If you’ve been using the internet for a long time you’ll remember the days when you had to type in HTTP:// before typing in your web address. This is known as the Hypertext Transfer Protocol, and it’s still there, but browsers will now enter the prefix for you, which makes it much easier and more convenient to browse the internet and enter the website that you’re looking for.
But, you may have noticed that websites now also have an HTTPS protocol. Not only is this different from the standard Hypertext Transfer Protocol that you’re used to seeing, but it also plays a vital role in the security and privacy of the website that you’re accessing. It’s something that you should understand — but don’t worry, by the end of this article, you’ll not only understand why the HTTPS protocol is important but also how you can keep your device secure and private at all times while browsing the internet.
Keep reading to make sure that the websites you use are secure and that the information you type into them is always kept safe!
What is HTTPS?
Hypertext Transfer Protocol (HTTP) is the communication between a web client and a web server. You might never even pay attention to it, but it’s crucial to our browsing experience. The downside to the standard HTTP protocol is that it’s not encrypted. This means that anyone can see what you do when you visit a website — in theory at least!
So, if you’re dealing with sensitive information such as your banking details or login credentials, there is a high risk of your data being stolen by a cybercriminal that’s snooping around — and that’s why the HTTPS protocol was created. As the world moved further into connectivity and internet users had to enter important data into websites, HTTPS was brought into play to create more secure websites that don’t leave the users at risk.
What makes a website with an HTTPS protocol more secure is the process they need to go through. Websites need to be checked by a Certificate Authority (CA) before they can be given their HTTPS protocol. Your browser will let you know if a website is secured with a certificate from a CA with a green padlock next to the website’s address.
HTTPS websites are protected by SLS (Secure Sockets Layer) or TLS (Transport Layer Security). These services offer end-to-end encryption, which is something that you may have seen being implemented into instant messaging apps such as Whatsapp. End-to-end encryption simply means that any messages and data (traffic) between a device and a website or an app are encrypted.
The HTTPS Everywhere Solution
All of us have busy lives and we often don’t have the time to check whether a website has a secure HTTPS protocol or not. When you’re browsing the internet, you want to be able to jump from one website to another with ease, and having to constantly check your address bar is not ideal.
Luckily though, there’s a solution to this problem! HTTPS Everywhere is a browser extension that was created by the Electronic Frontier Foundation in collaboration with the Tor Project. With this extension installed on your browser, every website you visit will automatically be checked for an HTTPS protocol so you don’t have to.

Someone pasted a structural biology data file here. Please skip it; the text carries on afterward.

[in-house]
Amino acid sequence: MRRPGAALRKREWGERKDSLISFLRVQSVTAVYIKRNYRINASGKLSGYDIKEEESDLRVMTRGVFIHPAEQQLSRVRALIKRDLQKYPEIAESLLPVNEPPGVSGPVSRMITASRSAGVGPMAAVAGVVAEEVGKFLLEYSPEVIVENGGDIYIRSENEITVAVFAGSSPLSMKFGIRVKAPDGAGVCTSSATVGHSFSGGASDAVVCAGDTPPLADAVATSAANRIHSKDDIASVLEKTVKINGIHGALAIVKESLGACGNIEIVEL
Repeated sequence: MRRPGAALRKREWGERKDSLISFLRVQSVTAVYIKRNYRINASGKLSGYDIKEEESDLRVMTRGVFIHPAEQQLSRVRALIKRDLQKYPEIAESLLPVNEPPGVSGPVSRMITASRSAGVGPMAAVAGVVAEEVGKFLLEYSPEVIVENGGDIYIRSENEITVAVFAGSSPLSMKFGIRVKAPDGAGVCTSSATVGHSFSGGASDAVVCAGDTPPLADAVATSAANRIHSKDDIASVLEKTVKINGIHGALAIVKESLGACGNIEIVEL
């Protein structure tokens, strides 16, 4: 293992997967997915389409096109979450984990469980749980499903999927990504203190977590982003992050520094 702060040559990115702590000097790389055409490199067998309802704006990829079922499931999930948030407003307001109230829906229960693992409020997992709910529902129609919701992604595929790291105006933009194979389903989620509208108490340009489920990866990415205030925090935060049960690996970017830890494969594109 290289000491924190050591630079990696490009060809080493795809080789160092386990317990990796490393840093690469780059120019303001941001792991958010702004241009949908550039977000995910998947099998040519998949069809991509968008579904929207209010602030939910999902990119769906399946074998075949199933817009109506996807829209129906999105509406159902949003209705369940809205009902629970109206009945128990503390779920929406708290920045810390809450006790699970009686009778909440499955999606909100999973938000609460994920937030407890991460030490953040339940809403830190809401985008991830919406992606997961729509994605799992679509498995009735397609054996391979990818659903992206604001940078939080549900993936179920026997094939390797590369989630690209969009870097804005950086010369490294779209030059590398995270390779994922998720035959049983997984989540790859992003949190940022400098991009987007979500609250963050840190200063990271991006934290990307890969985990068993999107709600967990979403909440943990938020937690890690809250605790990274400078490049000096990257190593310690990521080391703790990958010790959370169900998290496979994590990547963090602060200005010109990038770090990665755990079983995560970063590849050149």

HTPPSEverywhere will ensure that you only visit secure websites, and you’ll be given a clear warning about visiting any HTTP websites. In addition, if there’s a website that has a secure HTTPS version, the extension will automatically redirect you to it.
How to Ensure Your Device is Always Secure
If you’re worried about the privacy and security of your device, you should invest in a premium VPN such as Surfshark or NordVPN. A virtual private network or VPN is a cybersecurity tool that has grown in popularity in recent years.
A VPN will encrypt your internet connection, masking anything you do on the internet whether the website has HTTPS encryption or not. VPN encryptions are so powerful that not even your internet service provider or the government can keep track of your internet traffic while you’re online. This makes a VPN the ultimate tool for privacy and security.\
It’s especially important to use a VPN when you’re connected to a public WiFi hotspot such as the ones found at restaurants, hotels, and airports. These connection points might be cheap and convenient, but unfortunately, they often use unsecured networks. While you’re connected to an unsecured network, skilled cybercriminals can listen in on your device while it sends and receives data through the internet. This digital eavesdropping allows hackers to steal your data — anything from login credentials to personal information and even banking details are at risk of being stolen.
VPNs have another incredibly useful feature; it’s the feature that has made them so popular in recent years. VPNs will allow you to change your virtual location by connecting your device to a secure global server in another country or city around the world. Your VPN will hide your device’s real IP address and it will adopt the IP address of the server that you connected to. Doing so will trick websites into thinking that you are accessing them from elsewhere. This feature has made VPNs popular as it allows users to bypass geo-blocking restrictions, and internet censorship, get discounts on subscription fees, and can even be used to find cheaper flights and accommodation while travelling.
It’s crucial to invest in premium VPNs because they offer much more than free VPNs. Free VPNs often come with severe drawbacks that will impact your browsing experience. If you’re using a free VPN, you can expect to have slower connection speeds, more ads, less security, fewer global servers to choose from, and even daily data limits to compete with. Some VPNs have now also started implementing features similar to what HTTPS Everywhere does, which means that as long as your VPN is active, you’ll be warned about accessing HTTP protocol websites.